What no Fiscal Cliff Means for You

rows of $100 bills

With the news that the Senate and House yesterday voted to essentially give themselves an extra two months to grapple with major “sequestration” budget cuts, we are wondering what this actually means for you and me, average program-loving, paycheck-reliant military families.

The answer? Still unclear. But here are two things that will definitely be impacting you:

1. Payroll taxes are going up.

What this means: For the last several years we have all been receiving a break on the amount taken out of our paychecks for social security. The deal passed yesterday lets that break go away. Kate ran a great breakdown over at the Paycheck Chronicles on just what that means for you. She came up with some examples using 2012 pay charts. Here they are:

Example one: For an E-5 with 6 years of service, the full rate i $165.06 per month in Social Security taxes.  This is $53.25 more than the reduced Social Security tax rate of $111.81.

Example two: For an O-3 with 6 years of service, the full rate is $326.85 per month in Social Security taxes.  This is $105.43 more than the reduced Social Security tax rate of $221.42.

Example three: For an E-8 with 20 years of service, the full rate is $295.53 per month in Social Security taxes.  This is $95.33 more than the reduced Social Security tax rate of $200.20.

Example four: For an O-5 with 20 years of service, the full rate is $508.36 per month in Social Security taxes.  This is $163.00 more than the reduced Social Security tax rate of $344.36.

2. Sequestration — that giant, automatic spending cut plan that meant huge slashes to programs and major questions about what services on military bases (including the commissary) would be left in tact — has been delayed … sort of.

What that means for you: This is the part that is still coming together. According to this story, Congress didn’t get rid of sequestration altogether — they just delayed it two months. That means in two months it could again become reality.

Basic message: while you (and every other working American) will see a tax increase in your paycheck, the dooms-day massive spending cuts have been put on hold, for now.

Stay tuned.

About the Author

Amy Bushatz
Amy is the editor in chief of Military.com’s spouse and family blog SpouseBuzz.com. A journalist by trade, Amy also covers spouse and family news for Military.com where she is the managing editor of spouse and family content. An Army wife and mother of two, Amy has been featured as a subject matter expert on CNN.com, NPR, Fox News, NBC, CBS, ABC and BBC as well as in the New York Times, Wall Street Journal and Washington Post. Follow her on twitter @amybushatz.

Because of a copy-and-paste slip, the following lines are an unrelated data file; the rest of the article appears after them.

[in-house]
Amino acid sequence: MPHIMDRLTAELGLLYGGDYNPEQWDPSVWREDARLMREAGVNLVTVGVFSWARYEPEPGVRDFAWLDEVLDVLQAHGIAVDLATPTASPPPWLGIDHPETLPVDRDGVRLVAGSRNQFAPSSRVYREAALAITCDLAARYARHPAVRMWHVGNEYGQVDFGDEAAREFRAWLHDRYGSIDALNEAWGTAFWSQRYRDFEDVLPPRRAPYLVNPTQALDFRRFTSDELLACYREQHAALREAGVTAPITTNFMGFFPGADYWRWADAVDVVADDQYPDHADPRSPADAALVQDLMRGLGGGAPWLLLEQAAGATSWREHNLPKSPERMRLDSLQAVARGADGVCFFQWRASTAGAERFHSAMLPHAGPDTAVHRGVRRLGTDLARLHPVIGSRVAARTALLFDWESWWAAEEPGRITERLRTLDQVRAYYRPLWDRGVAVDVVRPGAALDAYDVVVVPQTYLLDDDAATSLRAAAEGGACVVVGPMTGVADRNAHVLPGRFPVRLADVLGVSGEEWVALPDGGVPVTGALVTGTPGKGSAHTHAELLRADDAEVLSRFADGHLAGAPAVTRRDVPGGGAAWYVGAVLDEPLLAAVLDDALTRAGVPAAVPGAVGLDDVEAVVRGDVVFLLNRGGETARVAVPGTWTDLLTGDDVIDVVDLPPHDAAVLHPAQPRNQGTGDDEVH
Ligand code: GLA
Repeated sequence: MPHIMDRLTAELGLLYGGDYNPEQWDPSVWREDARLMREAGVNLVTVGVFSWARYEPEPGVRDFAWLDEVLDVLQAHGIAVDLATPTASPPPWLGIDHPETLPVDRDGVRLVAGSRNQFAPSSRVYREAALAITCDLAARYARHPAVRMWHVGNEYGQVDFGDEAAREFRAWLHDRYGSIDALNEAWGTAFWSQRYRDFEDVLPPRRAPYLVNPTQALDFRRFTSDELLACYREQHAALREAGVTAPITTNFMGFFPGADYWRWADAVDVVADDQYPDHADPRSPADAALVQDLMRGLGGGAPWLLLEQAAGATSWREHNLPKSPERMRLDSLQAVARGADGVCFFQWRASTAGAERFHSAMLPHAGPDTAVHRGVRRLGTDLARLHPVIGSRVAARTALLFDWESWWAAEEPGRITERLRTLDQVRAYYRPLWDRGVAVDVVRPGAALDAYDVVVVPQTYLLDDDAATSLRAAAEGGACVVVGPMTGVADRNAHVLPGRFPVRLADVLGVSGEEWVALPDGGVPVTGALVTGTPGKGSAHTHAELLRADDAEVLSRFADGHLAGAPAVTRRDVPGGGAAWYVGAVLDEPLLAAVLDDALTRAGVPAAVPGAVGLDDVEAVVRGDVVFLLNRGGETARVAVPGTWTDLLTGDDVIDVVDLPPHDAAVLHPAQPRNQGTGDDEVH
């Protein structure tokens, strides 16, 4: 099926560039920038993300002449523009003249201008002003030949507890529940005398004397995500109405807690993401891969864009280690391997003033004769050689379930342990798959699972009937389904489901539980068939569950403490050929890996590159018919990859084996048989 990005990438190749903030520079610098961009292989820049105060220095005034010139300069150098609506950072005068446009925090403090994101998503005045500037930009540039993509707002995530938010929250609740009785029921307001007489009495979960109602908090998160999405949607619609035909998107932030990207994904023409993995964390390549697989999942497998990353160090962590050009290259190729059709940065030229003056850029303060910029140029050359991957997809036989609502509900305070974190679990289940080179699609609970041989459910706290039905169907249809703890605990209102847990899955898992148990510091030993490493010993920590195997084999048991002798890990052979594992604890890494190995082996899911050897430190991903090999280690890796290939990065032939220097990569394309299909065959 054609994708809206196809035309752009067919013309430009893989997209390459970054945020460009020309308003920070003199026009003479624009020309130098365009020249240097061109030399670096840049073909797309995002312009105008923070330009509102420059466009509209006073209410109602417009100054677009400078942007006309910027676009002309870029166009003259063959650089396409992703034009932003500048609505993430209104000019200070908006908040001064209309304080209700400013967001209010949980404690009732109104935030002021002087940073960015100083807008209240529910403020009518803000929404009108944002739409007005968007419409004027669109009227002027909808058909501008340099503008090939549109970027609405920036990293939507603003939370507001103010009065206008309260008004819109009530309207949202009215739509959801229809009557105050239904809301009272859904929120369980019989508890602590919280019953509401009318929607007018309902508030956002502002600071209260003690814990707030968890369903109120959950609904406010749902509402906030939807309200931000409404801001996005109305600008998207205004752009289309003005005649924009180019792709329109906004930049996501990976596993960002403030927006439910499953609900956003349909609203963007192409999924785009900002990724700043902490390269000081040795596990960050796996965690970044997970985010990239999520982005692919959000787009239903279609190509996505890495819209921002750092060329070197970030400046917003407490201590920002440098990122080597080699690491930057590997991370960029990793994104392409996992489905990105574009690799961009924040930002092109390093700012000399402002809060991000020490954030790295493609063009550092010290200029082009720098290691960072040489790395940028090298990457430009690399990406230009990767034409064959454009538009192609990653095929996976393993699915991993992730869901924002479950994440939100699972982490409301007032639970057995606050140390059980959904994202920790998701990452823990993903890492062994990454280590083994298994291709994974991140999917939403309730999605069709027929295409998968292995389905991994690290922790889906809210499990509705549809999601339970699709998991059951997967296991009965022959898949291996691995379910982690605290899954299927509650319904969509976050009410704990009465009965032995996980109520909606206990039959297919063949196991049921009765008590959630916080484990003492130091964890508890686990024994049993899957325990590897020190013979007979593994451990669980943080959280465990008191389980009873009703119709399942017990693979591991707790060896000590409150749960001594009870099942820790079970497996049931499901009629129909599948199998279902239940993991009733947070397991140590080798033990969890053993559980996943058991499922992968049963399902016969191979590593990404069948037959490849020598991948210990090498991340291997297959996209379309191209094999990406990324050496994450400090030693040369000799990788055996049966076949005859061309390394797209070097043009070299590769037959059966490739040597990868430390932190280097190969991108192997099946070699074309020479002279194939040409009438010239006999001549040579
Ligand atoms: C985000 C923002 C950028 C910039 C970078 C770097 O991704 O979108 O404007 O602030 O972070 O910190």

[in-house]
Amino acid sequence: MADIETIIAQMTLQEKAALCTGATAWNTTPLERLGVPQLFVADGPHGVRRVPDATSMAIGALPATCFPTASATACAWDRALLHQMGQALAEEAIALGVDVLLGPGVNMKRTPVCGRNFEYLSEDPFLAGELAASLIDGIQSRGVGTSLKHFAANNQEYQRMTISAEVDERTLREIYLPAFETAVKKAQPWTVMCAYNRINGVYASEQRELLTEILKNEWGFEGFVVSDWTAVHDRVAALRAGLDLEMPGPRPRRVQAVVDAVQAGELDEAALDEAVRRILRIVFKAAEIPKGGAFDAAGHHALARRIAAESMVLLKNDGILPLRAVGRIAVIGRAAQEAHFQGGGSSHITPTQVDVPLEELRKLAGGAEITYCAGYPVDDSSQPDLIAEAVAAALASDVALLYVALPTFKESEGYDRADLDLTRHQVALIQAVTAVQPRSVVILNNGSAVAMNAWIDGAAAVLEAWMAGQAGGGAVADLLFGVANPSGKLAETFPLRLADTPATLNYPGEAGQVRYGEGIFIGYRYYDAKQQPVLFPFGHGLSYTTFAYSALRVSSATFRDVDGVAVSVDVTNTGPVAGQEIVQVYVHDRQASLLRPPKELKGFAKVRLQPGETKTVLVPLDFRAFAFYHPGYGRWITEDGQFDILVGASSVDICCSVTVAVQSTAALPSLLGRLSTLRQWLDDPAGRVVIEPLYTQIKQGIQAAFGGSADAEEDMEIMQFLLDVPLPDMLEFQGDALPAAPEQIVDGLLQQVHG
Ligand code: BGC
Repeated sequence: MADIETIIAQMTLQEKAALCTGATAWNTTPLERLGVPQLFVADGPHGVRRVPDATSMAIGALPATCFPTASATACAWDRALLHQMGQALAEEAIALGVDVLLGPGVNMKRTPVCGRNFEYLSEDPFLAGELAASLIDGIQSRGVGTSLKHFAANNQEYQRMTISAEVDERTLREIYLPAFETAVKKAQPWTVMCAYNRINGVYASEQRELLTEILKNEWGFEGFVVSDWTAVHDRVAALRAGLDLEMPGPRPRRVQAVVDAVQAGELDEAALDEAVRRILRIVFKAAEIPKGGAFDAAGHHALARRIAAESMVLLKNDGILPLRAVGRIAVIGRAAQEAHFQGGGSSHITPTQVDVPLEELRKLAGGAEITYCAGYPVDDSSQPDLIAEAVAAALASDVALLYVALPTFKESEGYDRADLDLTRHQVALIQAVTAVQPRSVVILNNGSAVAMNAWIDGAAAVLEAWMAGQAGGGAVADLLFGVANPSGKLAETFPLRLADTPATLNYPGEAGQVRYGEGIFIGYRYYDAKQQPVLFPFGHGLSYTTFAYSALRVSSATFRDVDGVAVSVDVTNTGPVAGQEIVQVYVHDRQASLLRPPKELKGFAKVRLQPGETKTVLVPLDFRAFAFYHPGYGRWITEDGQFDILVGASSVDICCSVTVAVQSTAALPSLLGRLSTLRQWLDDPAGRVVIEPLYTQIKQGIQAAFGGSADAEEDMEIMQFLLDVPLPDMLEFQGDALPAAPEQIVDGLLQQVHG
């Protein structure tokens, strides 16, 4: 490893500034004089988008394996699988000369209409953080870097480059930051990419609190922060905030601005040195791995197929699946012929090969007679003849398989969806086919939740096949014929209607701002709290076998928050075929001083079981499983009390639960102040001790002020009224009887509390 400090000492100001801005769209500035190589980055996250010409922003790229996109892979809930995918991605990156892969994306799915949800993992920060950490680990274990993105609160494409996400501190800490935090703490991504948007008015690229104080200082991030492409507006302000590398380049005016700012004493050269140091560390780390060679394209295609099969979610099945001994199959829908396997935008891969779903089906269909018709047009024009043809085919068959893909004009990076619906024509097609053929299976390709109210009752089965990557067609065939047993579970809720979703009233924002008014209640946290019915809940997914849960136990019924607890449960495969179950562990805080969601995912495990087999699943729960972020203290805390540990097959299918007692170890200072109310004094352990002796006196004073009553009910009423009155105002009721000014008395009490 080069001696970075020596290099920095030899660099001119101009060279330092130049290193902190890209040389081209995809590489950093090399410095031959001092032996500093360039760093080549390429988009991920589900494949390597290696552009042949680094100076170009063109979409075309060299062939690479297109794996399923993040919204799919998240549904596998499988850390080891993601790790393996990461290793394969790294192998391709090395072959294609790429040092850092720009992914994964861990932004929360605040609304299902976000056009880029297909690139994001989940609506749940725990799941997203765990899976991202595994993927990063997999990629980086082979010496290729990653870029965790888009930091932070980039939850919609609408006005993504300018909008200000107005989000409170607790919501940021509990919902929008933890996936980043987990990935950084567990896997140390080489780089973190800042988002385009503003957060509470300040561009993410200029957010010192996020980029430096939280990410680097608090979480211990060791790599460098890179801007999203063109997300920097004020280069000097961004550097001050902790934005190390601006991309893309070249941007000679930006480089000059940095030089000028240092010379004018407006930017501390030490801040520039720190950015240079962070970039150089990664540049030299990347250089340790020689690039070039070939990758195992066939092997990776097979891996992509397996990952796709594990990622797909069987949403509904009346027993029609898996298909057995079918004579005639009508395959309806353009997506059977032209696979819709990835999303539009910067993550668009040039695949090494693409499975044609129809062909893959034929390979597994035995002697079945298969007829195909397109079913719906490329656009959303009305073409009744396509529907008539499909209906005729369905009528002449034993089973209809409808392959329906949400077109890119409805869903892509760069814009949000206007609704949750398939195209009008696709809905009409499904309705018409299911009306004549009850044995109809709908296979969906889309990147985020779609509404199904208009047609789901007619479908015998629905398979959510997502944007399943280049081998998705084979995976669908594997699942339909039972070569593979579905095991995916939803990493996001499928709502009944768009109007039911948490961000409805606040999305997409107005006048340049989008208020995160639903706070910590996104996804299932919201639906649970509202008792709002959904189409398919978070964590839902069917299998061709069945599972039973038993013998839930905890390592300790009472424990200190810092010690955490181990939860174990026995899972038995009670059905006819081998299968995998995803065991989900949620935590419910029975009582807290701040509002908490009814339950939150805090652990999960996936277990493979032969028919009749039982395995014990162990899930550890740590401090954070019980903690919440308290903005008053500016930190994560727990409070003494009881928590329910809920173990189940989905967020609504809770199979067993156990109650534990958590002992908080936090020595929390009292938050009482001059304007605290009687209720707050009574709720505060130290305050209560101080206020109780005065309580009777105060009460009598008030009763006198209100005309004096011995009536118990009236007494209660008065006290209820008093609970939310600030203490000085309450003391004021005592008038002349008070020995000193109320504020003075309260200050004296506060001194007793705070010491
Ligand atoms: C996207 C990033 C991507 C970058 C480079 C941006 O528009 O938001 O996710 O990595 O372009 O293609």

6 Comments on "What no Fiscal Cliff Means for You"

  1. For a retired military person, what changes will occur to my retainer check?

  2. It won't effect our retired pay.

  3. retired 462 | January 3, 2013 at 9:41 am |

    Most voters really can't complain! They sent the same losers back for another term!

  4. Atlas Shrugged The Movie

    ‎"Or did you say it's the love of money that's the root of all evil? To love a thing is to know and love its nature. To love money is to know and love the fact that money is the creation of the best power within you, and your passkey to trade your effort for the effort of the best among men. It's the person who would sell his soul for a nickel, who is the loudest in proclaiming his hatred of money – and he has good reason to hate it. The lovers of money are willing to work for it. They know they are able to deserve it.

    "Let me give you a tip on a clue to men's characters: the man who damns money has obtained it dishonorably; the man who respects it has earned it."

    – Francisco d'Anconia, Atlas Shrugged

  5. Please sign the petition to end furloughs for all DoD Civilians as long as any federal worker receives bonuses.
    https://petitions.whitehouse.gov/petition/exempt-

Comments are closed.